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World Boxing Federation Champions Of The Past: Patrick Washington
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FEATURE   Photo: Former World Boxing Federation (WBF) Intercontinental Light Welterweight Champion Patrick Washington.

Since the World Boxing Federation was originally founded by American Larry Carrier in 1988, many of the sport’s biggest names have won a WBF title, and proudly defended the blue, red and gold belt all over the world.

In the Champions Of The Past Series we take a closer look at some of the boxers who held WBF titles in years gone by, from lesser known champions to world renowned fighters, legends of the sport and current or future Hall of Famers.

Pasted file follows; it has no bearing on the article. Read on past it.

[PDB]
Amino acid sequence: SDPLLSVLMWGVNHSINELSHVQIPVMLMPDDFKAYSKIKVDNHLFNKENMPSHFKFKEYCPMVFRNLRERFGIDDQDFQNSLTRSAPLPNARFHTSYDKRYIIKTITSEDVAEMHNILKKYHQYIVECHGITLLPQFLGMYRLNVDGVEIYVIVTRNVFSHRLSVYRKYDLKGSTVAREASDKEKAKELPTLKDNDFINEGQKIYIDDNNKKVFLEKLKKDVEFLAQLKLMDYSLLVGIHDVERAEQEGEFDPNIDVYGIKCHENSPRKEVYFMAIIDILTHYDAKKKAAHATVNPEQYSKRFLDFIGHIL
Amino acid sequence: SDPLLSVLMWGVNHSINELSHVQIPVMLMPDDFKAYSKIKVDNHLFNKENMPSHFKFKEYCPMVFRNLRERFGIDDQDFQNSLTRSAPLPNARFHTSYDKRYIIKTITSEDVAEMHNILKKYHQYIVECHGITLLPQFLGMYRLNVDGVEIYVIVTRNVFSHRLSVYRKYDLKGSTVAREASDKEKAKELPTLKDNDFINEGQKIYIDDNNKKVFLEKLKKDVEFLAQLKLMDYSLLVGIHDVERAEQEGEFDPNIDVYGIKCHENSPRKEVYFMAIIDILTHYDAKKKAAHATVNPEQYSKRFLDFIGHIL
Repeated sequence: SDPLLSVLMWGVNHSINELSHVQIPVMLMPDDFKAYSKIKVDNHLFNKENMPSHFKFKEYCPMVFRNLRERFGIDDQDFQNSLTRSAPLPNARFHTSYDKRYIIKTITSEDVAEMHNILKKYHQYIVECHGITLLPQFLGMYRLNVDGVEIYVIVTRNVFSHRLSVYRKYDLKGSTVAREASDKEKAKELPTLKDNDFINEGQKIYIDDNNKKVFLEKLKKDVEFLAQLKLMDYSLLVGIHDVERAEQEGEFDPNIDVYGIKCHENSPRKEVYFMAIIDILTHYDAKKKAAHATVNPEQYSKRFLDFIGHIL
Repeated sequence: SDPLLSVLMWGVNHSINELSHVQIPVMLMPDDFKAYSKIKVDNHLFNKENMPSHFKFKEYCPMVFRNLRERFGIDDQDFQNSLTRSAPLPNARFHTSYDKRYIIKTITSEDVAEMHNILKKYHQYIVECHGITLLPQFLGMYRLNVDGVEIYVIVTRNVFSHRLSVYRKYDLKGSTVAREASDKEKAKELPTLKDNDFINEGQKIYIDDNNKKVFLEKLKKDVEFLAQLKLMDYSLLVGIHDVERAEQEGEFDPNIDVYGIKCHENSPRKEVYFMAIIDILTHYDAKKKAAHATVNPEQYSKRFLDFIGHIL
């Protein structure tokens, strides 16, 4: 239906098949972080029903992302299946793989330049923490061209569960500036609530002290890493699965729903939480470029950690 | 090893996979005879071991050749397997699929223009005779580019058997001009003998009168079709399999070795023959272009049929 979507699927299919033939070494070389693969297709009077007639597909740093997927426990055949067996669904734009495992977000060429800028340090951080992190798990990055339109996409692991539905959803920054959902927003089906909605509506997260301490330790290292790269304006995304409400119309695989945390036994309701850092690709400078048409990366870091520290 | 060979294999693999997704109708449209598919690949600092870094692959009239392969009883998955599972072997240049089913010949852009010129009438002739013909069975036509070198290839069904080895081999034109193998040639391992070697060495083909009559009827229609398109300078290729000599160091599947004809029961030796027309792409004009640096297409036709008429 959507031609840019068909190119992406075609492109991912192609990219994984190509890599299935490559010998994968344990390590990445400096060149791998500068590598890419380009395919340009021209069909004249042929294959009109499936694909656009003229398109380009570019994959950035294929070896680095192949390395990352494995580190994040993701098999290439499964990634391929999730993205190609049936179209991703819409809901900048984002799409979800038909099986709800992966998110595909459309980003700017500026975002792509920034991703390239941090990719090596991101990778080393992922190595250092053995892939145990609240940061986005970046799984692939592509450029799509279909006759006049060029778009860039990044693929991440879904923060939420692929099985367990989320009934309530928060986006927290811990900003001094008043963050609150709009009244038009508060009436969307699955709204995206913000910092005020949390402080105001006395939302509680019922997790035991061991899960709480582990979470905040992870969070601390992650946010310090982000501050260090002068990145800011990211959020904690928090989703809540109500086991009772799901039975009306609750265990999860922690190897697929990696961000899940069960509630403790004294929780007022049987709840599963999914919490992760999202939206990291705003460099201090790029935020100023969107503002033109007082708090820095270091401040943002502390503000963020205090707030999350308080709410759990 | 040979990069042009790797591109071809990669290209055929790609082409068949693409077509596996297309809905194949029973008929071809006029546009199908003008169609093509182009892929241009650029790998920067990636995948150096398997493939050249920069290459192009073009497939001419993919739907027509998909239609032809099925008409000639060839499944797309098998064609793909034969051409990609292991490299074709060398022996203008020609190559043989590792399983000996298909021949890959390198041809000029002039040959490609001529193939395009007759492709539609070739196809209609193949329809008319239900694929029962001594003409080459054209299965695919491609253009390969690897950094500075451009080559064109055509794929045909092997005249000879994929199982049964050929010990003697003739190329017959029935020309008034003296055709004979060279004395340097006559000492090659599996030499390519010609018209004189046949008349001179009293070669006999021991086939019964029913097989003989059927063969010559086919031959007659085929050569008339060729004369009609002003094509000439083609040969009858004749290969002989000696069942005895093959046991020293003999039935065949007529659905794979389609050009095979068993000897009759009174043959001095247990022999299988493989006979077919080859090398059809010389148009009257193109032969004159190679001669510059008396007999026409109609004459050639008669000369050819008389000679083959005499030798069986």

Former WBF Intercontinental Light Welterweight Champion Patrick “Country Boy” Washington was by some considered one of the best kept secrets in American boxing when he was coming up as a young professional prospect in the mid to late nineties.

From a small Florida town called Greenville, population less than one-thousand and best known as the childhood home of R & B icon Ray Charles, Washington was born in March of 1969. He later moved with his family to Orlando, where he graduated from High-school and picked up boxing before enlisting in the army.

Unfortunately he didn’t live up to his full potential as a boxer, and many will claim that him winning the Intercontinental title barely scratched the surface of what he could have achieved. As is the case with so many boxers, he missed out on the right opportunities, despite having the talent to go all the way.

Washington boxed in the army as a Lightweight, representing Fort Bragg in North Carolina where he served as a paratrooper in the 82nd Airborne Division. In 1992 he married girlfriend Dee, with whom he would later have two daughters.